WORKMEN have been sprucing up the execution grounds outside Kirikiri maximum-security prison in Lagos, Nigeria's business hub. The weeding and refurbishing may be routine, but it doesn't do much for the serenity of a group of officers inside, who are under arrest for allegedly plotting to topple the government last month.
Nigerians say the coup scheme, whether real or a government invention, exposes jagged rifts in the armed forces. If those divisions come to the surface, the country's most powerful institution, and Africa's most populous state, may be in for a jolt.
Coups are nothing new for this oil-rich nation. Nigeria's military has ruled for 25 of the past 35 years. It has launched nine coups, five of them successful, since independence from Britain in 1960.
It looked like Nigeria was edging back from military rule in June 1993, when civilian businessman Moshood Abiola appeared to win a landslide victory in the presidential elections.
But strongman Gen. Sani Abacha refused to accept the victory, annulling the elections. He took power in November 1993 and arrested Mr. Abiola when he declared himself president on the anniversary of the elections. Mr. Abiola has been detained ever since.
In protest, union members shut down key sectors of the economy in a series of strikes last summer. And support for Abiola's release has even come from Anglican Archbishop Desmond Tutu of South Africa, who visited Abiola in his cell last week.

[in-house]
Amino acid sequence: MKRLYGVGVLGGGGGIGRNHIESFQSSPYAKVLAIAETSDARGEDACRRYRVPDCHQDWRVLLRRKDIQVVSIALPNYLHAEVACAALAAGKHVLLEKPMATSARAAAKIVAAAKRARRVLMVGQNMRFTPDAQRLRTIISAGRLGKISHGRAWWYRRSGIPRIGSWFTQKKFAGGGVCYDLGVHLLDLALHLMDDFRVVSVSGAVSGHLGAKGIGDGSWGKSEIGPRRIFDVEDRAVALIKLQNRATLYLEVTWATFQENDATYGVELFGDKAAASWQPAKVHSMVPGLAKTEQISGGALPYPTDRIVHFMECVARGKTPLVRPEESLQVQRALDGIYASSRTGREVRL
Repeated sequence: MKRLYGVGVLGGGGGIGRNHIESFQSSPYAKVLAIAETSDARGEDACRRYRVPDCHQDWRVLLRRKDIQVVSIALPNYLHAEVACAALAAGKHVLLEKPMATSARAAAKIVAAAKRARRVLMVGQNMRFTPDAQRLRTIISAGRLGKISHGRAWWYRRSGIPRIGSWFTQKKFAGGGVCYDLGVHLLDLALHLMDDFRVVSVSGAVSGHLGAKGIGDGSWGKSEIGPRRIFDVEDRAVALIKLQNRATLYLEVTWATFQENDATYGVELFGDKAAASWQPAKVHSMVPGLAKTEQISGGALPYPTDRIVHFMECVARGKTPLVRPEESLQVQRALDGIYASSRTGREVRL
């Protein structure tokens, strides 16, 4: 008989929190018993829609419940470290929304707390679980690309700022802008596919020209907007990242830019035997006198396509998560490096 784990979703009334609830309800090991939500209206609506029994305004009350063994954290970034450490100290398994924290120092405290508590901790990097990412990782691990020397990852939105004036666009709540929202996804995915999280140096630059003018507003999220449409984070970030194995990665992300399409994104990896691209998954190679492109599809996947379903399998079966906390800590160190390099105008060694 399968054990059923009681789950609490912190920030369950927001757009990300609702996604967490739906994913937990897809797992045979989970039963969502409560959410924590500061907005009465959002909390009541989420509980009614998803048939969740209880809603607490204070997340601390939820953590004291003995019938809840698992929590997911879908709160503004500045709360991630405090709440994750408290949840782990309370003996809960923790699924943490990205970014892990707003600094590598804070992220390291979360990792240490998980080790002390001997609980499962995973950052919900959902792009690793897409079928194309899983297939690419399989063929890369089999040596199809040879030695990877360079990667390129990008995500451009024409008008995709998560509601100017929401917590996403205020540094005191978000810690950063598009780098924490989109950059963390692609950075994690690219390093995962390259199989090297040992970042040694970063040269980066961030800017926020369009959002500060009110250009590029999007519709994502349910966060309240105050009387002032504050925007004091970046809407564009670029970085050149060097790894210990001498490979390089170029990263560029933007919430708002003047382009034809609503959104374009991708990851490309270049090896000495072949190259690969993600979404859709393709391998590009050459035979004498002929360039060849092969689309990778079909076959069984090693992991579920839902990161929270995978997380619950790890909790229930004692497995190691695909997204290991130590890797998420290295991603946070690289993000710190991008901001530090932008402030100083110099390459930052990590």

General Abacha's regime may be the most repressive this country has endured in 25 years of military rule. Democrats and dissidents have been arrested, the media muzzled, and rule of law suspended. Observers worry that the political crisis is unleashing dangerous tensions between Nigeria's many ethnic and religious groups, which could gnaw at the ties that bind this diverse nation.
The stakes are getting higher. In recent days government leaders have said their security reports implicate former ruler Gen. Olusegun Obasanjo, one of the country's elder statesmen, in the supposed putsch. General Obasanjo has been under arrest since March, but until now authorities had refused to specify the reason for his detention.